Growth in Britain’s manufacturing sector has weakened and costs are falling sharply, suggesting inflationary pressure remains subdued, and Bank of England policymakers are unlikely to be in a rush to raise interest rates.
The purchasing managers’ index (PMI) for manufacturing, based on a survey of the sector, declined to 52.7 in November, from a revised 55.2 in October.
That remained above the 50-level that signals expansion; but suggested momentum in the sector is weakening.
Analysts at data provider Markit, which carries out the survey, also pointed out that prices are falling at one of the fastest rates in the survey’s 24-year history, as declining global commodity costs feed through the supply chain.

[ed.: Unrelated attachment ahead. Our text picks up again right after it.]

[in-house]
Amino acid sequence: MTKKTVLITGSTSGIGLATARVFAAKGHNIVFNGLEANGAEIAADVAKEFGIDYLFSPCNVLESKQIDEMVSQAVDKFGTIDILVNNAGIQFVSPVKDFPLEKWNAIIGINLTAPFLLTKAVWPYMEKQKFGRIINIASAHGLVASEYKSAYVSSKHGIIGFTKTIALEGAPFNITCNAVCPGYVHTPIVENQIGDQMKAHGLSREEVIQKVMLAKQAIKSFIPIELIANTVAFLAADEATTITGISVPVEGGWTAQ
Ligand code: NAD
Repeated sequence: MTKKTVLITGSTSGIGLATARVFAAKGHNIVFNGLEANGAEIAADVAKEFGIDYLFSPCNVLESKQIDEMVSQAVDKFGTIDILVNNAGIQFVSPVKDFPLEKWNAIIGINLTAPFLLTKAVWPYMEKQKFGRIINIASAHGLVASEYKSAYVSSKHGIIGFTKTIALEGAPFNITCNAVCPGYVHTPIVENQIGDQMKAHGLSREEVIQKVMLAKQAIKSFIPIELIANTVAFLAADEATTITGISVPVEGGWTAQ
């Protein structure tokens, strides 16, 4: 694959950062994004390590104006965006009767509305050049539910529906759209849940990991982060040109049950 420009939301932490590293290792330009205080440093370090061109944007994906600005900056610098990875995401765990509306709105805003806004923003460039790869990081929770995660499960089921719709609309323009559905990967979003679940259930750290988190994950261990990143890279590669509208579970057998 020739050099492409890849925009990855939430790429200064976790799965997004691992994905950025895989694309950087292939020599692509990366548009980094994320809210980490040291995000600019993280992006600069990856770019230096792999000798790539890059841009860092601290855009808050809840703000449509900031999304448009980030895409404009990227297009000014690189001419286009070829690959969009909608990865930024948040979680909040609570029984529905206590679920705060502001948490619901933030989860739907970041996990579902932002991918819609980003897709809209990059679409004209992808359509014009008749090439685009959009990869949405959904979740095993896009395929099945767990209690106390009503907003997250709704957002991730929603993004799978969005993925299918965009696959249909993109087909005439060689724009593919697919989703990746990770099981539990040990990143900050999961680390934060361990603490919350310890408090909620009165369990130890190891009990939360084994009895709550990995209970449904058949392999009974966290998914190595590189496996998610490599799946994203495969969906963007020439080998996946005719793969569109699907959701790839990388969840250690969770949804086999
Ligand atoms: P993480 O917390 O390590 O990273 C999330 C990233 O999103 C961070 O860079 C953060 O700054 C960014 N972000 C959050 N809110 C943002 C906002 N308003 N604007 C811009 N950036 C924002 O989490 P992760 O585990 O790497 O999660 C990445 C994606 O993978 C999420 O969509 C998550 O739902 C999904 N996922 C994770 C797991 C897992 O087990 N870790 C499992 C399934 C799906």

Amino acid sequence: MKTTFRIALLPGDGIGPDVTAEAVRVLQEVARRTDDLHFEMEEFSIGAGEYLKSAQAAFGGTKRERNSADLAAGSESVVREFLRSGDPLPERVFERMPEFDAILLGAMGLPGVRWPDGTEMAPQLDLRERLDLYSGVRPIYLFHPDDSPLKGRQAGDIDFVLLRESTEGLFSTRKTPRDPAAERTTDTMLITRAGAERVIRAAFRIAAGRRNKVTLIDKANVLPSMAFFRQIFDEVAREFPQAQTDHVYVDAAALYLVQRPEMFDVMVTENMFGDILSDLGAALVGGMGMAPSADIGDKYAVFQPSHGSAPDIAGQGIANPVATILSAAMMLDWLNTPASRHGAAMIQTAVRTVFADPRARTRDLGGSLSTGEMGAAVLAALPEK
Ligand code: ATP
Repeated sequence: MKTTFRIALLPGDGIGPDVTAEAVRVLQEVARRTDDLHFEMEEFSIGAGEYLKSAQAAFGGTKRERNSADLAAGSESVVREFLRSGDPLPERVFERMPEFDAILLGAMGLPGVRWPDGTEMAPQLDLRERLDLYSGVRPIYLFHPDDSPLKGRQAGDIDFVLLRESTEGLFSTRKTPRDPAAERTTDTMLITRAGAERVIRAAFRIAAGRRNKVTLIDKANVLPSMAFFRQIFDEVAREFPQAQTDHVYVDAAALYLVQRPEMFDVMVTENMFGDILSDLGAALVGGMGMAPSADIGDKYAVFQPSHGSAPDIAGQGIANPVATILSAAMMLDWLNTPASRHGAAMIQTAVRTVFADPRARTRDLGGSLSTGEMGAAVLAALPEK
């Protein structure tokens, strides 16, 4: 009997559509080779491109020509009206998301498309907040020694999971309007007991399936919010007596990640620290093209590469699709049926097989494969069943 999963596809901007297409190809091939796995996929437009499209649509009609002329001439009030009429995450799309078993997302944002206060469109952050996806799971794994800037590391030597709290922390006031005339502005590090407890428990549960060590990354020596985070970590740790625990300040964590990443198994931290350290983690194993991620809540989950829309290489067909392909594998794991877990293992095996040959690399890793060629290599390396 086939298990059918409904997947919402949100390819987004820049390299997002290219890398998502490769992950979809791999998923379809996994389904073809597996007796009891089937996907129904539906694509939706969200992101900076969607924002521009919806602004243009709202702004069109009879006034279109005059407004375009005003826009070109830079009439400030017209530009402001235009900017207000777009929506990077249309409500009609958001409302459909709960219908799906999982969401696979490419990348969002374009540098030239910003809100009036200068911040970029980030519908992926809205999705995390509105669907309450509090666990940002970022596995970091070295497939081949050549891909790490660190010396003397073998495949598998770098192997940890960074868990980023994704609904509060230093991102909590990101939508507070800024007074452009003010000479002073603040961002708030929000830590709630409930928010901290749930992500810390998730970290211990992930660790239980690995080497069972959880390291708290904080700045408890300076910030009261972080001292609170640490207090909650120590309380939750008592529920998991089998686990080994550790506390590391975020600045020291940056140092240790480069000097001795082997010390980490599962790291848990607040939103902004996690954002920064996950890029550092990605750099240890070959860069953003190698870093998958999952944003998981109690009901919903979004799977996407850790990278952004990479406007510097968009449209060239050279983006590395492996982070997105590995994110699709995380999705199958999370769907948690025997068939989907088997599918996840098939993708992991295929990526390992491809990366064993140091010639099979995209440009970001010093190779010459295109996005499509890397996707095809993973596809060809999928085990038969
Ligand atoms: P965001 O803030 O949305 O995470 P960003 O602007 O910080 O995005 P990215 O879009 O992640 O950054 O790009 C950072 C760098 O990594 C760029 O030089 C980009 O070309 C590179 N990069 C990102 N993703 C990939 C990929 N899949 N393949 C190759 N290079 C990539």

Rob Dobson, of Markit, said: “If this mix of subdued growth and weak price pressures is reflected in other sections of the economy, the Bank of England will have further cause to push any potential rate increase into the spring of 2016.”
Bank of England governor Mark Carney has suggested that the decision about rate rises is likely to “come into sharper relief around the turn of this year;” but continued deflation across industry is likely to undermine the arguments for an increase in borrowing costs at next week’s monetary policy committee meeting, the last of 2015.
via The Guardian